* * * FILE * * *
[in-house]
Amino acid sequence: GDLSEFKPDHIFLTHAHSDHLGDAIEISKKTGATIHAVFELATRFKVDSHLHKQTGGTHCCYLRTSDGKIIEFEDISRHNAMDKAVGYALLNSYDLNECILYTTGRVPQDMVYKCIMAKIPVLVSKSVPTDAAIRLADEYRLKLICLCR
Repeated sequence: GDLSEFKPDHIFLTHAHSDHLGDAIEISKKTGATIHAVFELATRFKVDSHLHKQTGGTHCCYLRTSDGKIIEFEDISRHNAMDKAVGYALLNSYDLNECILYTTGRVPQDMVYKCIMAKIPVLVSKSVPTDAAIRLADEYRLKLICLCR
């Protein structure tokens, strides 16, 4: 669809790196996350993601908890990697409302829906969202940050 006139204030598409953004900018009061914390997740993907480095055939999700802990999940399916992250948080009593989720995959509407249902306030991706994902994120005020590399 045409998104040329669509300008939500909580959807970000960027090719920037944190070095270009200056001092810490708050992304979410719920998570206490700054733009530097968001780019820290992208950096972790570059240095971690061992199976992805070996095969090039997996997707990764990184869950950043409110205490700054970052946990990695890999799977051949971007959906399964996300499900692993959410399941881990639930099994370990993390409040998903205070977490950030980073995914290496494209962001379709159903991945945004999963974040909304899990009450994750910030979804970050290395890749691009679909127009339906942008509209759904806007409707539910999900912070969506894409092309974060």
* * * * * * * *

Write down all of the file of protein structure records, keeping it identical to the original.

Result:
[in-house]
Amino acid sequence: GDLSEFKPDHIFLTHAHSDHLGDAIEISKKTGATIHAVFELATRFKVDSHLHKQTGGTHCCYLRTSDGKIIEFEDISRHNAMDKAVGYALLNSYDLNECILYTTGRVPQDMVYKCIMAKIPVLVSKSVPTDAAIRLADEYRLKLICLCR
Repeated sequence: GDLSEFKPDHIFLTHAHSDHLGDAIEISKKTGATIHAVFELATRFKVDSHLHKQTGGTHCCYLRTSDGKIIEFEDISRHNAMDKAVGYALLNSYDLNECILYTTGRVPQDMVYKCIMAKIPVLVSKSVPTDAAIRLADEYRLKLICLCR
């Protein structure tokens, strides 16, 4: 669809790196996350993601908890990697409302829906969202940050 006139204030598409953004900018009061914390997740993907480095055939999700802990999940399916992250948080009593989720995959509407249902306030991706994902994120005020590399 045409998104040329669509300008939500909580959807970000960027090719920037944190070095270009200056001092810490708050992304979410719920998570206490700054733009530097968001780019820290992208950096972790570059240095971690061992199976992805070996095969090039997996997707990764990184869950950043409110205490700054970052946990990695890999799977051949971007959906399964996300499900692993959410399941881990639930099994370990993390409040998903205070977490950030980073995914290496494209962001379709159903991945945004999963974040909304899990009450994750910030979804970050290395890749691009679909127009339906942008509209759904806007409707539910999900912070969506894409092309974060």